Timing Rules and Legal Institutions

47 Pages Posted: 26 Jul 2007 Last revised: 19 Mar 2009

See all articles by Jacob E. Gersen

Jacob E. Gersen

Harvard University

Eric A. Posner

University of Chicago - Law School

Abstract

Constitutional and legislative restrictions on the timing of legislation and regulation are ubiquitous but these timing rules have received little attention in the legal literature. Yet the timing of a law can be just as important as its content. The timing of a law determines whether its benefits are created sooner or later, and how the costs and benefits are spread across time, and hence to the advantage and disadvantage of different private groups, citizens, and elected officials. We argue that timing rules are, and should be, used to reduce agency problems within the legislature and between the legislature and the public, and to mitigate deliberative pathologies.

Keywords: constitutional restrictions, legislative restrictions, legislative timing, legislative regulation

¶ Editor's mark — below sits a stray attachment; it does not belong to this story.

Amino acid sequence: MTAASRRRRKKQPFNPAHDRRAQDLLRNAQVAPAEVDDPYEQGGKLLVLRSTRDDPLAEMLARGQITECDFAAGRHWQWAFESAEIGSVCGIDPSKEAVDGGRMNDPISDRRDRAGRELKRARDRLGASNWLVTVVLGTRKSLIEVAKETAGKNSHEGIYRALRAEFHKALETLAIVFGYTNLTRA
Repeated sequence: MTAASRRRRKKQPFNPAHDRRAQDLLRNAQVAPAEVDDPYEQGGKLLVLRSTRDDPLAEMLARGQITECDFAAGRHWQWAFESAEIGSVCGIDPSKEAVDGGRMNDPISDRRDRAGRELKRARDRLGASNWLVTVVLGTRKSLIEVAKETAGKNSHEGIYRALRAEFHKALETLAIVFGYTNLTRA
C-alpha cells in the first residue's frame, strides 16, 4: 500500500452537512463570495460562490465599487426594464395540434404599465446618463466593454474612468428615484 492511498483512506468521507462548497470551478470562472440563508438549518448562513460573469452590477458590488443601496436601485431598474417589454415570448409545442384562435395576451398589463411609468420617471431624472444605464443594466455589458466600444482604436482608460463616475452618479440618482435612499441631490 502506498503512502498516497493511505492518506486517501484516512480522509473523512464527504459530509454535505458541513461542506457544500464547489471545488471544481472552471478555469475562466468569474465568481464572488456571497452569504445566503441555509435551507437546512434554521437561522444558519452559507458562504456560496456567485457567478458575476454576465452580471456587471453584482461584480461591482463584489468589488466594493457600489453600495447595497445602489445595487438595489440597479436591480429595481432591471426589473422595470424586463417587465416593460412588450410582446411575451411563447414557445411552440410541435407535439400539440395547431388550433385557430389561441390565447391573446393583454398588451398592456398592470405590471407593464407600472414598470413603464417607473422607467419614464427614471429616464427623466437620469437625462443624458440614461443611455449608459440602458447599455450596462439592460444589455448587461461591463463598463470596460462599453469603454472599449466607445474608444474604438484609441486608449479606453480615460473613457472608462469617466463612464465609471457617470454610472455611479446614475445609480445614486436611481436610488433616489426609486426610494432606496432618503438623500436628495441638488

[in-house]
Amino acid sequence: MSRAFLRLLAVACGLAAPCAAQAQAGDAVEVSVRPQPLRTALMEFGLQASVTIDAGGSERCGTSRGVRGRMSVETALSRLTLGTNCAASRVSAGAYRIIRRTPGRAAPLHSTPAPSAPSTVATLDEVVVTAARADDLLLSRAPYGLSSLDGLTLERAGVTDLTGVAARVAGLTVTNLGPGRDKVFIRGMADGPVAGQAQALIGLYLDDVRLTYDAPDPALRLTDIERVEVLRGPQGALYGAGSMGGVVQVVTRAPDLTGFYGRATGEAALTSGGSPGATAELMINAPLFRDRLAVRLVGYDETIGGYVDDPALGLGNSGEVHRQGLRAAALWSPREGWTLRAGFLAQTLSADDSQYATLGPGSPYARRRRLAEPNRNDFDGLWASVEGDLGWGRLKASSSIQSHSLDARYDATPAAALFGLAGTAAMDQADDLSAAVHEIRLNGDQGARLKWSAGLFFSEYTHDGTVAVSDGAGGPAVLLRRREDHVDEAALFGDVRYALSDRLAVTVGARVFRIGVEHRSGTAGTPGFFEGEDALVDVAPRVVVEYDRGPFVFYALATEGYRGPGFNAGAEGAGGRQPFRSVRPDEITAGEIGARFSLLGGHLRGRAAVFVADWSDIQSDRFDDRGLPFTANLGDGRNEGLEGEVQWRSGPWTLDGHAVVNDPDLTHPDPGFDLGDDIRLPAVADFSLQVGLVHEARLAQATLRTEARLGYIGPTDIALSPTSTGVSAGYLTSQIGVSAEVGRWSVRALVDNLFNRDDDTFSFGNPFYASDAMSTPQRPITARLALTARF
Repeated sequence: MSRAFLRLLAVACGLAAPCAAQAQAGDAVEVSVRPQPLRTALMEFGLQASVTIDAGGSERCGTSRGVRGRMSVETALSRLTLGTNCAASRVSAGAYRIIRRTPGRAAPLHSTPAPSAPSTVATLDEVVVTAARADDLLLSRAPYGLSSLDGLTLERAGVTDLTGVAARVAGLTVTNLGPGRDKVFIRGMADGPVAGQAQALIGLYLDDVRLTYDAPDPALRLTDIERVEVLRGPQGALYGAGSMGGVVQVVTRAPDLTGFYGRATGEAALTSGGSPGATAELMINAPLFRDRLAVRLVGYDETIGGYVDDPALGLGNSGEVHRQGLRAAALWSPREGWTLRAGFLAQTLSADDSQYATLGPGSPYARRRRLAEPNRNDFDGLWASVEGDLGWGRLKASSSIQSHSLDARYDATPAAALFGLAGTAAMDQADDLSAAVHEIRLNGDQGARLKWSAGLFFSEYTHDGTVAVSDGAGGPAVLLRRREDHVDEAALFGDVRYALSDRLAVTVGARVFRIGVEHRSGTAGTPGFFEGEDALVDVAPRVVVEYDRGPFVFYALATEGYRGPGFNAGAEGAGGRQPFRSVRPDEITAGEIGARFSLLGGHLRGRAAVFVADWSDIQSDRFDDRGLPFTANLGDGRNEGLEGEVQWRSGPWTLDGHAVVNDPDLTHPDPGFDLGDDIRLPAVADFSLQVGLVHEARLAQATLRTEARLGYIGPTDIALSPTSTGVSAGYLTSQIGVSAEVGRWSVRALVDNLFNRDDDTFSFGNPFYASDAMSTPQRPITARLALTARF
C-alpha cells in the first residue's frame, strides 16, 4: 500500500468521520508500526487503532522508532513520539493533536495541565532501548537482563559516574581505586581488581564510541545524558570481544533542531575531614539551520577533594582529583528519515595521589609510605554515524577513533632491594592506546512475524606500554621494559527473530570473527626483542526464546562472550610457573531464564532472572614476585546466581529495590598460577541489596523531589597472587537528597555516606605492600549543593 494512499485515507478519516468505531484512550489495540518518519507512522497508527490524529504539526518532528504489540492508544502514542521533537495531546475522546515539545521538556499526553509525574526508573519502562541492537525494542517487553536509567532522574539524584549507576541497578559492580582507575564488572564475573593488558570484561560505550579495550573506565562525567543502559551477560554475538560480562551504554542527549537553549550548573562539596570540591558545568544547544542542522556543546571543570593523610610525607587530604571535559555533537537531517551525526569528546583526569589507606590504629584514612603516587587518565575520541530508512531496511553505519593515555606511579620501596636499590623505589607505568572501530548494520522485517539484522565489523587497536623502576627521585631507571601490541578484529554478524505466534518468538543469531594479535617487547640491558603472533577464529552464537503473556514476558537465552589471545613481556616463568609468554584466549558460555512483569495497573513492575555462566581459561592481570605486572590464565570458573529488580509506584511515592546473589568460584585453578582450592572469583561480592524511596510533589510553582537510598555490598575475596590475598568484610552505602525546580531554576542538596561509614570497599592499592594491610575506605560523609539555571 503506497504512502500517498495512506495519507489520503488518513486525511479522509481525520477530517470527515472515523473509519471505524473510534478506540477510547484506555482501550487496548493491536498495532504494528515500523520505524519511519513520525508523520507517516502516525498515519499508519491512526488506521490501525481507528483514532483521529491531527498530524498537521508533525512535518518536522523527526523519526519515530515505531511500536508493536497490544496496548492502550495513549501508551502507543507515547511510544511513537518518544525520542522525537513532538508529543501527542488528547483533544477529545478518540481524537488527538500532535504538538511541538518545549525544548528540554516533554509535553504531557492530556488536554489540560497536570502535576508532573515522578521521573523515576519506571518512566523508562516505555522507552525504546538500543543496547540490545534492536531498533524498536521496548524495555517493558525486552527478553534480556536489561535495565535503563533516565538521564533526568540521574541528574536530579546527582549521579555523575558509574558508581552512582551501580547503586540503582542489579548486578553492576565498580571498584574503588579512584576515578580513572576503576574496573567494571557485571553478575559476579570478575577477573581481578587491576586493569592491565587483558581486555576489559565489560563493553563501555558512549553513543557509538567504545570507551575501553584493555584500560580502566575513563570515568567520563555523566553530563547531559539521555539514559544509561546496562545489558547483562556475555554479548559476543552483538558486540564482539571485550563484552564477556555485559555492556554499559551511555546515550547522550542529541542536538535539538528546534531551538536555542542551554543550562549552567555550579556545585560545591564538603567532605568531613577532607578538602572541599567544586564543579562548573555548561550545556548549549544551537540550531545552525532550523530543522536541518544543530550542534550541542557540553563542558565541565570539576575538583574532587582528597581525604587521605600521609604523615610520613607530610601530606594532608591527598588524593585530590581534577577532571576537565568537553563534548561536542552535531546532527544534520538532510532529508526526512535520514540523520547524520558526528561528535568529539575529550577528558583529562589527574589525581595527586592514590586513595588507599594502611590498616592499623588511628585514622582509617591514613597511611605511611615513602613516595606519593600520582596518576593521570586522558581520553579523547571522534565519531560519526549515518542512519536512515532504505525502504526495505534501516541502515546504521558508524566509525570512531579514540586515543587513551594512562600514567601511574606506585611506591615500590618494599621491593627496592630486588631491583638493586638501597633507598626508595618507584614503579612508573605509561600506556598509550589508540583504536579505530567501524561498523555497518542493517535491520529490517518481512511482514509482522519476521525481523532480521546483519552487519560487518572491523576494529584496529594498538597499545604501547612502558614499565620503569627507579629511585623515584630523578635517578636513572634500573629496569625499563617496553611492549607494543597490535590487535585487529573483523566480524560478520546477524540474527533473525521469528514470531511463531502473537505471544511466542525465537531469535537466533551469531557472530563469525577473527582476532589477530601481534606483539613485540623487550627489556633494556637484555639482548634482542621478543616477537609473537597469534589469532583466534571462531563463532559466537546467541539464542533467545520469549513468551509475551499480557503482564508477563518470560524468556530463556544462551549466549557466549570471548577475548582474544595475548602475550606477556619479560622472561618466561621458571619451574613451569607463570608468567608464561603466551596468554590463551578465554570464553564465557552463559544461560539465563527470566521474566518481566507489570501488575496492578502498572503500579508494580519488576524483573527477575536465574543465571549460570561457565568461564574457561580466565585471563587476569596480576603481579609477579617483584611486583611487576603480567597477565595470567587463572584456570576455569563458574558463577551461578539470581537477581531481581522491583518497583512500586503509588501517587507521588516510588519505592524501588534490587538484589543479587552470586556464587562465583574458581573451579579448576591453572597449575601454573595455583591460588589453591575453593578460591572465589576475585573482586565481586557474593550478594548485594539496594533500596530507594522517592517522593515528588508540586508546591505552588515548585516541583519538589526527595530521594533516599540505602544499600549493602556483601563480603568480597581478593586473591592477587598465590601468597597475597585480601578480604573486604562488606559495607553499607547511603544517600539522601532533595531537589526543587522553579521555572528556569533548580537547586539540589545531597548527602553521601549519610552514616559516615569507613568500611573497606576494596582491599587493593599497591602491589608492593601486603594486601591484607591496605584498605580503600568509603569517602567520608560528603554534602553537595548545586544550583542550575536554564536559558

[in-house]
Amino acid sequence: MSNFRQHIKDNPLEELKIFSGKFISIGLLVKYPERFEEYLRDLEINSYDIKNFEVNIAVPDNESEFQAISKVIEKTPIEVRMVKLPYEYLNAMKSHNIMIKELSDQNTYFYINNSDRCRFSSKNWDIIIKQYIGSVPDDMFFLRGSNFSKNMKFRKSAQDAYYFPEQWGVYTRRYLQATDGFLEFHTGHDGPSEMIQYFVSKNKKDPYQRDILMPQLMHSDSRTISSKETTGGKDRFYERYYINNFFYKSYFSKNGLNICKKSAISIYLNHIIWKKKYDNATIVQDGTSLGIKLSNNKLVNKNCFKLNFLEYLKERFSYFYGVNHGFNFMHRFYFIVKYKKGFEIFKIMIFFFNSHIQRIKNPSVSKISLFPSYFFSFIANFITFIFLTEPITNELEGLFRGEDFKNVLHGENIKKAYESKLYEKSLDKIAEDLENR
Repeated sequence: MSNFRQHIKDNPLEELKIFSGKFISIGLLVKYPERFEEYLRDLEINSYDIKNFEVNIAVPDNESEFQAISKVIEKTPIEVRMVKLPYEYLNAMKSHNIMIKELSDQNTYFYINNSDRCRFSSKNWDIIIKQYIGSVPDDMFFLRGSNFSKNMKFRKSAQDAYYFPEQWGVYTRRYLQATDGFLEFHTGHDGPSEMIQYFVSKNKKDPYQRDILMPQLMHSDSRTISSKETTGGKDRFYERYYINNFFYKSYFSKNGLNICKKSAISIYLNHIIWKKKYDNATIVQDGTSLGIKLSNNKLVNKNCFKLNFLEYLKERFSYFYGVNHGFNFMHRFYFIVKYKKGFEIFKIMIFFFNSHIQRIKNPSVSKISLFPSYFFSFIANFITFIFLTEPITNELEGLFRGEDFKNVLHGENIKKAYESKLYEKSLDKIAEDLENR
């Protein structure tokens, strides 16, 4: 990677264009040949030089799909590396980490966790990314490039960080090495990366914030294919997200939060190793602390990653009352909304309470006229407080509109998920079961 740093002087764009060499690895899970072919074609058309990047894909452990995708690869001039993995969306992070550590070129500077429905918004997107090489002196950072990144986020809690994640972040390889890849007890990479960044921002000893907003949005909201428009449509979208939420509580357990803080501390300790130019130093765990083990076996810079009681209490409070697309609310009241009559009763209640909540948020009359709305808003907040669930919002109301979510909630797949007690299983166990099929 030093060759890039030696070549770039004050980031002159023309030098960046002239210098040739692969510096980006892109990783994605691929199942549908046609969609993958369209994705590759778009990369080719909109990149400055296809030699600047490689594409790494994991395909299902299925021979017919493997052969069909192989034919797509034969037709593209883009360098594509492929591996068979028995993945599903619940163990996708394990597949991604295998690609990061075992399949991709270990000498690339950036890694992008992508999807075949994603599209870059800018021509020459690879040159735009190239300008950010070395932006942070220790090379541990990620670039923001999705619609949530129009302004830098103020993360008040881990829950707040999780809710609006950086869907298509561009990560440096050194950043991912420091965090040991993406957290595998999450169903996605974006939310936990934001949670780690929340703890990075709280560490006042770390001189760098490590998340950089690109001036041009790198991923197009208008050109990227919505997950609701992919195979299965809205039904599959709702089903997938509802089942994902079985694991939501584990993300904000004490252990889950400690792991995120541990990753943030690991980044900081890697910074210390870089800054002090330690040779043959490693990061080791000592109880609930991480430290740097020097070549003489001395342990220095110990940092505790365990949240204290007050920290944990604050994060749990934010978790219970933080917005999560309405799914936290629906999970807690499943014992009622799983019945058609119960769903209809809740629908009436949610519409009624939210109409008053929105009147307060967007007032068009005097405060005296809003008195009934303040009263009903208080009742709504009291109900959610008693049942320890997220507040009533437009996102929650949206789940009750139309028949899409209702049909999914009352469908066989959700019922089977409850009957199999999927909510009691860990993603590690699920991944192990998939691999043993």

Suggested Citation

Gersen, Jacob E. and Posner, Eric A., Timing Rules and Legal Institutions. Harvard Law Review, Vol. 121, p. 543, 2007; U of Chicago Law & Economics, Olin Working Paper No. 347; U of Chicago, Public Law Working Paper No. 172. Available at SSRN: https://ssrn.com/abstract=1002724

Jacob E. Gersen (Contact Author)

Harvard University ( email )

1875 Cambridge Street
Cambridge, MA 02138
United States

Eric A. Posner

University of Chicago - Law School ( email )

1111 E. 60th St.
Chicago, IL 60637
United States
773-702-0425 (Phone)
773-702-0730 (Fax)

HOME PAGE: http://www.law.uchicago.edu/faculty/posner-e/

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